Road Cycling/High Speed Stationary Cycling. Pro's & Cons???...

Dan Pfaff bike workouts:

4x5x10s with moderate-high resistance and good recovery for 0-20m work,

3x5x20-25s low-moderate resistance and good recovery for 40-60m work,

2x3x40s with low-moderate resistance and good recovery for lactate work.

We’ve used it during injury periods, and it helped to at least maintain the level for 2 or 3 weeks. However, 4x5 for 10sec or 3x5 for 20sec was a too high volume and we did a good job with 8 to 12 reps for 7sec to 20sec, but the intensity was max, those workouts were very hard and they could barely walk right after, but they recover very quickly (no shocks form ground contact obviously).

Well, when I was in HS I use to BMX and street ride when I was sprinting as a 400m runner. Thinking back, riding my bike served a good propose in flushing out my body after hard meets (the coach put me in every event!) and staying in shape over the various breaks (e.g; summer break) that the HS schedule has.

The length-tension relationships are all wrong if you expect direct transfer to running.

Thanks guru.

When I talk about cycling, I’m talking about real cycling that gets the lactic moving, I’m talking about rides lasting 3-6 Hours long not 20 second workouts.

I know from experience performing the Dan Pfaff workout below I wouldn’t see any benefit whatsover, maybe apart from a recovery session.

Dan Pfaff bike workouts:

4x5x10s with moderate-high resistance and good recovery for 0-20m work,

3x5x20-25s low-moderate resistance and good recovery for 40-60m work,

2x3x40s with low-moderate resistance and good recovery for lactate work.

If you guys don’t ride bicycles into the hour sessions, how do you know you haven’t gained any benefit from it???..

I do the bike tempo circuit that I got off the site, and I find it really good especially for a third tempo day during the week. Of course, you need to have a bike trainer or do it at the gym with a stationary bike (outside of peak hours, or someone will steal your bike when you get off to do the calisthenics!).

I bike about 35 km to work and back two to three times per week, and I noticed it helps keep me lean. I have a douchebaggy single speed fixed-gear bike, and though continuous pedaling is probably not ideal, it’s pretty flat until the last 2 km. I am more of a functional cyclist and have no interest in doing century’s or multi-hour rides, but I find it is a helpful way to maintain a good base of fitness.

Mountain biking rides ranging from 1-2 hours, with with good hills, are a regular part of my training for conditioning but but I suck and am injury prone :stuck_out_tongue:

For a ‘decent’ serious sprinter I wouldn’t suggest much more than the Pfaff or CF sessions as a temporary filler.

I will admit I thought about using bikes for speedwork but after having worked with a couple of triathletes and the problems they have in the first 5 minutes off the bike trying to get into the running stride. The last athlete I worked with hammered the bike leg to test if a change of focus in running would work.

From where I sit, they use shoes that clip to the pedals to enable them to use both a push/pull pattern giving a more efficient/faster bike leg. I am assuming the hamstring is primilary a stabilising force and not a power force in the running mechanics.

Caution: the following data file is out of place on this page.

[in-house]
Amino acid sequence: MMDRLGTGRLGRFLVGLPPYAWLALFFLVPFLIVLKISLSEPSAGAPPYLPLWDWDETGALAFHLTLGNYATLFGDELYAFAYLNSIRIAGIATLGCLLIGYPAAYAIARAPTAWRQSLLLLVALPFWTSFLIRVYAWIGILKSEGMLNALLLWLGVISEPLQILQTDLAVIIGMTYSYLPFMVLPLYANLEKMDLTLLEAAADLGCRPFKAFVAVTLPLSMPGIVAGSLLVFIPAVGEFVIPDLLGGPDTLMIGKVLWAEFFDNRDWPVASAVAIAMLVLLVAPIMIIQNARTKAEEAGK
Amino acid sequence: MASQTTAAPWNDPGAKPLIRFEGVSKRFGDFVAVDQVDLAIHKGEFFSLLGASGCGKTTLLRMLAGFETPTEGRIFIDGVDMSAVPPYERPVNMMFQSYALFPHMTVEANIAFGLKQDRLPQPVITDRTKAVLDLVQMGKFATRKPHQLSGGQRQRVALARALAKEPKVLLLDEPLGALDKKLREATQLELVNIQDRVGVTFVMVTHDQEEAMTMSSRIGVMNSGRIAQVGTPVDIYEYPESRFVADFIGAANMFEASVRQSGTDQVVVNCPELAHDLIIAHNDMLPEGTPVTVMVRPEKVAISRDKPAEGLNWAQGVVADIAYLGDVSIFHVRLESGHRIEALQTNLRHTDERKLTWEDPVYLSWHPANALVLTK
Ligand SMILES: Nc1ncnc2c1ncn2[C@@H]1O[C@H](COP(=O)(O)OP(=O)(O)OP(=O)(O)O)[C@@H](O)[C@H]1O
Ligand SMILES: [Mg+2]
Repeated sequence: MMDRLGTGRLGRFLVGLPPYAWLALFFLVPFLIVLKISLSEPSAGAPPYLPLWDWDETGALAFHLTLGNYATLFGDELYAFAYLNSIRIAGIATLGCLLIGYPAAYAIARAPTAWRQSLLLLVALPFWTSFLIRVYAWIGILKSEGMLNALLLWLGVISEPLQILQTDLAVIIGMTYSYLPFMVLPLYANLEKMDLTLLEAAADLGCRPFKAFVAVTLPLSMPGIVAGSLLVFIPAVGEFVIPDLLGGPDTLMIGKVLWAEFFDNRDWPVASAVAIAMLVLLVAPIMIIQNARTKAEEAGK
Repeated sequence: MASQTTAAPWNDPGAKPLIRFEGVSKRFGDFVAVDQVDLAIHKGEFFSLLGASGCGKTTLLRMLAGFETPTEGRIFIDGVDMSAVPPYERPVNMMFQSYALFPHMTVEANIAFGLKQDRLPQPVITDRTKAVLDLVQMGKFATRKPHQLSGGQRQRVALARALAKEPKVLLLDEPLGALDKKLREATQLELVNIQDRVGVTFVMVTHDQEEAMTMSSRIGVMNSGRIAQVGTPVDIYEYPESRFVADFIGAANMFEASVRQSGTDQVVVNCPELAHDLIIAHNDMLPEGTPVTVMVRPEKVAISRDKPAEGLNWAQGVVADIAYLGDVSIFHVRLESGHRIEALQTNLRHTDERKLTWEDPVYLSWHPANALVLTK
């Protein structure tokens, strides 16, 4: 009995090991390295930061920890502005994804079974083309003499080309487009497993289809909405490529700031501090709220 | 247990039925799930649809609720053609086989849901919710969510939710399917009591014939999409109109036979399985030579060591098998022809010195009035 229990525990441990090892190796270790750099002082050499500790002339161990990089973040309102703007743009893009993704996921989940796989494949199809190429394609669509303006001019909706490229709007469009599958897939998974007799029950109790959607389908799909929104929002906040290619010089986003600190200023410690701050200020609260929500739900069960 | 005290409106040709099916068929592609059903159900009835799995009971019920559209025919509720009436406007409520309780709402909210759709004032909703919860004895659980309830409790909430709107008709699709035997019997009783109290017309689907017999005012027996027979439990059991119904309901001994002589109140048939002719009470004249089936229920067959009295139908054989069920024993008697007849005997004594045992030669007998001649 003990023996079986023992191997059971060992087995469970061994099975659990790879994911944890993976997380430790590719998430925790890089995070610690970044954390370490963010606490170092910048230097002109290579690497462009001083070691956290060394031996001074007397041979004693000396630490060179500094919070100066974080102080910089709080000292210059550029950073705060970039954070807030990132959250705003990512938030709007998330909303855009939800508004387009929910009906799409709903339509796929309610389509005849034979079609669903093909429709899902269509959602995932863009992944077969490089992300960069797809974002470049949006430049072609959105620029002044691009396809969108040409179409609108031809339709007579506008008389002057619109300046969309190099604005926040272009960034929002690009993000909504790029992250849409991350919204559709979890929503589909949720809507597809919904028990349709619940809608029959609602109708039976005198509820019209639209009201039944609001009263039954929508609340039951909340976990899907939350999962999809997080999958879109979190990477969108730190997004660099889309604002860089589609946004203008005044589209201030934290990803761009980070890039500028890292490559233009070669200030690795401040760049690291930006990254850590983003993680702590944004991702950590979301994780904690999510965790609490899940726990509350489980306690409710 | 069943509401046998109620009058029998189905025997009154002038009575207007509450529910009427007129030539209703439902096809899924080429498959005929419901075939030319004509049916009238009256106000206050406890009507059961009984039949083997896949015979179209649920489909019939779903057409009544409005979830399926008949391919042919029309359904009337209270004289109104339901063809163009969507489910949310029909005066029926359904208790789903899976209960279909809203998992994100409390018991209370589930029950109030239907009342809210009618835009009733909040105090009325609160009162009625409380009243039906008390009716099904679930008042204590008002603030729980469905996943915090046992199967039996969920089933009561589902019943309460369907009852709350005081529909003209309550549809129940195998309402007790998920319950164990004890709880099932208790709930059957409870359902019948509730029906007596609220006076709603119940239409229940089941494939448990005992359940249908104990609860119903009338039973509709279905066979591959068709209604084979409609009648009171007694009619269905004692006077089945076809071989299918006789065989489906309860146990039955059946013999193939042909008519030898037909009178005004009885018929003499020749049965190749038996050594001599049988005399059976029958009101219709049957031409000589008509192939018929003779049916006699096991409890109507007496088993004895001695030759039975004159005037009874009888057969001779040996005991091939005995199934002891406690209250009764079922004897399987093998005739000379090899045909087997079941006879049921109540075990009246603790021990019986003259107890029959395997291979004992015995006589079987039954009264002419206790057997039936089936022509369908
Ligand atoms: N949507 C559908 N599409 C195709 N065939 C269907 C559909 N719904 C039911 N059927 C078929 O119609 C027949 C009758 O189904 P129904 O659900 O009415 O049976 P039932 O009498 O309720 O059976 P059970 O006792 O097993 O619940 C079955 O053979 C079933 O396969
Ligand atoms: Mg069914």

like John I would go with one of the CF sessions and forget bikework for speed.

Sprinters typically use the bike to recover from speed work as an alternative to reducing wear and tear they might get due to slow recovery, poor surface availability or lack of facilities. ( winter climates)
How do cyclist build speed within their training? I am pretty sure they do intervals of short distances.
We have typically used the bike with almost no tension ( unlike Pfaff) to get rpms as high as 160 or 170 to replace up to 2200 meters of tempo. I suppose you could stay on the bike for an hour but why? the benefits have a deminishing return.
I am wondering if you are trying to be a faster bike rider? Or if you are wanting to get fast off the bike for a multi event?

Pfaff’s bike workouts are to simulate the different speed sessions of a sprinter who is injured in case someone didn’t realize that.

For how long a period? (That makes a big difference.)

I’m sure as little as possible but I believe Oba and Donovan had to do this and were able to hit some good runs not long afterward. If I remember the seminar correctly he would have them do jumps, throws, weights, etc. if possible.

I think it was typically 2-3 weeks at most, in Oba’s case due to a foot impingement I believe. If I recall correctly, Dan greatly increased the GS volume as well during this period.

I spoke with a past forum member who used bike workouts for his 200m runners. I believe in one of the first few meets many opened with PRs

Most times the reason why they pr is because the athlete is over-trained.

Or maybe is was the fact they improved lactate threshold, anaerobic threshold, speed endurance, stride frequency/turnover, general fitness, VO2 uptake, lower bodyweight/fat %'s. etc etc.

Maybe not. If you are set on doing bike workouts as your primary workouts then blow yourself up. I hope you will be one of my competitors come May or August.

But you don’t blow yourself up. As with everything, you adapt. A set of deadlifts have “blown me up” more than a 6 hour ride.

PR’s are more likely to come from the qualities I stated than being over-trained.

In two weeks?? Doubtful. The point here is to do something that you can when you’re laid up with injury, often lower leg/achilles in Pfaff’s group.